November 20, 2006

Think Big! - By Sanjay Anandaram

I remember reading an Akbar and Birbal tale many years ago. In this story, Akbar and Birbal wager on something. Akbar tells Birbal that if he (i.e. Akbar) loses, he could give Birbal as much gold as he wanted since he was the emperor, but what would Birbal give Akbar if he lost? Birbal said that if he lost, the first person who comes to the royal durbar the day after the loss would be asked to name the highest number he could think of. And Birbal would give Akbar as many gold coins as the number mentioned. Sure enough, Akbar wins and asks Birbal to prepare himself for the following day when he’d have to pay Akbar a huge sum in gold. The next morning, a beggar is the first person to come to the royal durbar and upon being asked to name a big number, says “100”. Birbal with a knowing smile promptly hands over a bag of 100 gold coins to Akbar. He later mentions to Akbar that for someone like a beggar who has to struggle for survival, the sum of 100 gold coins was an unimaginable amount and was the highest number he could think of. Knowing that the beggar was always the first person everyday in the royal durbar, Birbal was confident of his ability to pay.

This story came back to me recently when some of us were at a national business plan competition organized by a premier management school. Most of the business plans were very innovative and had been prepared with a great deal of thought. However one recurring theme emerged as we sat in on presentation after presentation. And that was the incredible ability of these bright smart people to think small! How small? Well, how about wanting to be a Rs 100 million (approx. $2.25m) company in 5 years? This from a team of management students from a top school who one would have imagined would have higher and bigger ambitions.

I don't know if it is part of our DNA or eco-system or both but the innate capability to "think small" appears to be pervasive. And the resultant outcome is that we do things "small". We've encouraged people through the years to think and behave small like the beggar in the story thanks to the largely self-imposed resource constraints. A look at our industrial policy over the years, especially the reserved list for the small scale sector, is enough to illustrate the point. By operating in a resource starved environment, we have learnt to make do with less. The worst thing that has happened to us is that we have learnt to dream very small dreams, sometimes have no dream, goal or ambition even. We are paralyzed with inaction and self-doubt when there are resources to be deployed. We employ constraints based reasoning, i.e. we impose constraints before we decide the goals and our ambitions. We also assume that the constraints are somehow unchangeable and try and fit our ambitions and desires within them.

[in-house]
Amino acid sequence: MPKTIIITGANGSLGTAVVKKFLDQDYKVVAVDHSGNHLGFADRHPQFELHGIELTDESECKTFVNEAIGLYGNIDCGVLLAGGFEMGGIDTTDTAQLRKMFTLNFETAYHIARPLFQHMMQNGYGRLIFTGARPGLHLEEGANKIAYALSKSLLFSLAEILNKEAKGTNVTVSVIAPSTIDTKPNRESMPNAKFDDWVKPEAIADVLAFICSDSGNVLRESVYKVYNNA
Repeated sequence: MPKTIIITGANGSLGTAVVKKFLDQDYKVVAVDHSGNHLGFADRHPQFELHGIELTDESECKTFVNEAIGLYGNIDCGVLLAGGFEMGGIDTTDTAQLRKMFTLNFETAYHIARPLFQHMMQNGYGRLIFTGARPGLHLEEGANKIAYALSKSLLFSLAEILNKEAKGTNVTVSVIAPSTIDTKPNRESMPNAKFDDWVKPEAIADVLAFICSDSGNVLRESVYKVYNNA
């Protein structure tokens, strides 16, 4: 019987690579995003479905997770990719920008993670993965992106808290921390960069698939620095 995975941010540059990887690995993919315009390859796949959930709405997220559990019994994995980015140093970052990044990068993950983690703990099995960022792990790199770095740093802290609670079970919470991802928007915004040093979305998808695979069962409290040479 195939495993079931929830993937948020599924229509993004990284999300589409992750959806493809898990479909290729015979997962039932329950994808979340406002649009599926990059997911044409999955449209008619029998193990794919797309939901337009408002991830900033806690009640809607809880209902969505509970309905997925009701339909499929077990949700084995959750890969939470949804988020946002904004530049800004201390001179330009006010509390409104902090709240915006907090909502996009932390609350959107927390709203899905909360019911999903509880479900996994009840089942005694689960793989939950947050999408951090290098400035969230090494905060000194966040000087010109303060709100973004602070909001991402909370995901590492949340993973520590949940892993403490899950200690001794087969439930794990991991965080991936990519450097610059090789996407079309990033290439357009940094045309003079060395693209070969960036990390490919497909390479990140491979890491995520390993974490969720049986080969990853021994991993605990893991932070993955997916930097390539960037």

Fortunately, the last decade or so of economic reforms has brought in global brands, global processes, global awareness and global scales to some of our thinking. Capital is no longer a severely scarce resource at least not to the smart team of entrepreneurs. So why do we continue to think small? Why cannot a team of entrepreneurs think of the globe as the market, think of the globe as a sourcing platform, think of becoming a $1 billion company? So if capital is no longer a scarce resource, what is holding us back from thinking big?

The scarcity is in our imagination and will power that we continue to think small. The ability to think big on global scales is what makes a world class entrepreneur. Look at the examples around us – entrepreneurs who could and did think big were the ones who created Reliance, Bharti, Pantaloon, Infosys, and many others not just in India but around the world. These entrepreneurs have focused on their goals and ambitions and worked diligently to remove the constraints that could hold prevent them from achieving their big dreams. Why should our dreams be constrained?

So what does all this mean for an entrepreneur today?

Focus on large market opportunities. Focus on fast growing market opportunities. Focus on dominating that market opportunity. Ask: what does it take to dominate the market opportunity? Capital availability is the easy part. The hard part is building out the product/service, hiring globally scalable talent, and penetrating global markets. Capital will make this happen in large part. And the ability to think big (obviously backed by a clear focus and execution plan) will make the capital happen!

Remember to reach for the stars if you want to reach for the tree-tops. Those who are happy trying to reach the tree-tops are unlikely to get their feet off the ground.

What do you think?

Sanjay Anandaram is a passionate advocate of entrepreneurship in India; He brings close to two decades of experience as an entrepreneur, corporate executive, venture investor, faculty member, advisor and mentor. He’s involved with Nasscom, TiE, IIM-Bangalore, and INSEAD business school in driving entrepreneurship. He can be reached at sanjay@jumpstartup.net. The views expressed here are his own.